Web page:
UBC Theses and Dissertations
Development and characterization of activated biochar as electrode material for capacitive deionization Dehkhoda, Amir Mehdi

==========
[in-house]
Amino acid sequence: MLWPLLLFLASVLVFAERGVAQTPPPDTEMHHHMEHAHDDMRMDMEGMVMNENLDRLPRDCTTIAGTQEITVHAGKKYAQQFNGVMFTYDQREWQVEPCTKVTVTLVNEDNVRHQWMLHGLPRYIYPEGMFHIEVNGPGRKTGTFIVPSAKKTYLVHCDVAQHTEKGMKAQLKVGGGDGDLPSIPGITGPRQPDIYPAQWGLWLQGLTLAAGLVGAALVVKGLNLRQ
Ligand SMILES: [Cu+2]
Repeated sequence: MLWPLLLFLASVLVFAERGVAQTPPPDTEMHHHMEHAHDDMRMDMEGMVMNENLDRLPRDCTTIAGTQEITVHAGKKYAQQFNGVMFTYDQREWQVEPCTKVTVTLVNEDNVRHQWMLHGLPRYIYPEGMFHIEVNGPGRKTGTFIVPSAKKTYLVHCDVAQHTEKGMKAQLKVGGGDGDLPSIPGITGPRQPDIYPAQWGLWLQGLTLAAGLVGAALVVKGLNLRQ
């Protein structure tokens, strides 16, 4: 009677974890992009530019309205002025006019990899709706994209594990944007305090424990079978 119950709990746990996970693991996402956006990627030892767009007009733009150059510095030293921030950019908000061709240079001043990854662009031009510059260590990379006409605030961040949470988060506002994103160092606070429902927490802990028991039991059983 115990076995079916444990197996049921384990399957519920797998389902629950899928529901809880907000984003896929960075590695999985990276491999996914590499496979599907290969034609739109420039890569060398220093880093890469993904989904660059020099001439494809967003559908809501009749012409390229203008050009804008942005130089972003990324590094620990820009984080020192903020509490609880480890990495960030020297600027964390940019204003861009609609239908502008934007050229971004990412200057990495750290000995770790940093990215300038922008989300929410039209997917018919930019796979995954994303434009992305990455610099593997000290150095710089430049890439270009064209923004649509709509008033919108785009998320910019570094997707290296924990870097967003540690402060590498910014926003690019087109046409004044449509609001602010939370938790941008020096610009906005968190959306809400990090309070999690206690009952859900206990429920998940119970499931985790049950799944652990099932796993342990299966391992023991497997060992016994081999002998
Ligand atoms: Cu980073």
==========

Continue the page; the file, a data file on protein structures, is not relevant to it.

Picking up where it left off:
Biochar, a by-product of biomass pyrolysis, was investigated as a carbon-based electrode material for a water treatment method based on electrostatic adsorption/desorption of ions in electric double layers (EDLs) formed on the charged electrodes (capacitive deionization, CDI). Surface area, porous structure, and functional groups of biochar were developed, and corresponding effects on EDL capacitive performance were studied. A novel method was explored to tailor the micro- and meso-porous structures of activated biochar by exploiting the interaction between pre-carbonization drying conditions and carbonization temperature (475–1000 C) in a thermo-chemical process (KOH chemical activation). The mechanism of porosity development was investigated; results suggest that the conversion of KOH to K₂CO₃ under different drying conditions has a major role in tailoring the structure. The resultant surface area, micro- and meso-pore volumes were: 488–2670 m² g-¹, 0.04–0.72 cm³ g-¹, and 0.05–1.70 cm³ g-¹, respectively. Tailored biochar samples were investigated using physico-chemical surface characterization and electrochemical methods. For electrochemical testing, activated biochar was sprayed onto Ni mesh current collectors using Nafion® as binder. The majorly microporous activated biochar showed promising capacitances between 220 and 245 F g-¹ when 0.1 mol L-¹ NaCl/NaOH was used as the electrolyte. Addition of mesoporous structure resulted in significantly reduced electrode resistance (up to 80%) and improved capacitive behaviour due to enhanced ion transport within the pores. CDI of NaCl and ZnCl₂ solutions was investigated in a batch-mode unit through the use of tailored biochar electrodes. For NaCl removal, all samples showed promising capacity (up to 5.13 mg NaCl g-¹) and durability through four consecutive cycles. In contrast, in the case of ZnCl₂, the microporous sample showed a considerable drop in removal capacity (>75%) from cycle 1 to 4, whereas the combined micro- and mesoporous sample exhibited relatively small electrosorption capacity. Interestingly, the sample with mostly mesoporous structure has shown the highest removal capacity (1.15 mg ZnCl₂ g-¹) and durability for Zn²⁺ removal. These results emphasize the importance of tailoring the porous structure of biochar as a function of the specific size of adsorbate ions to improve the CDI performance.
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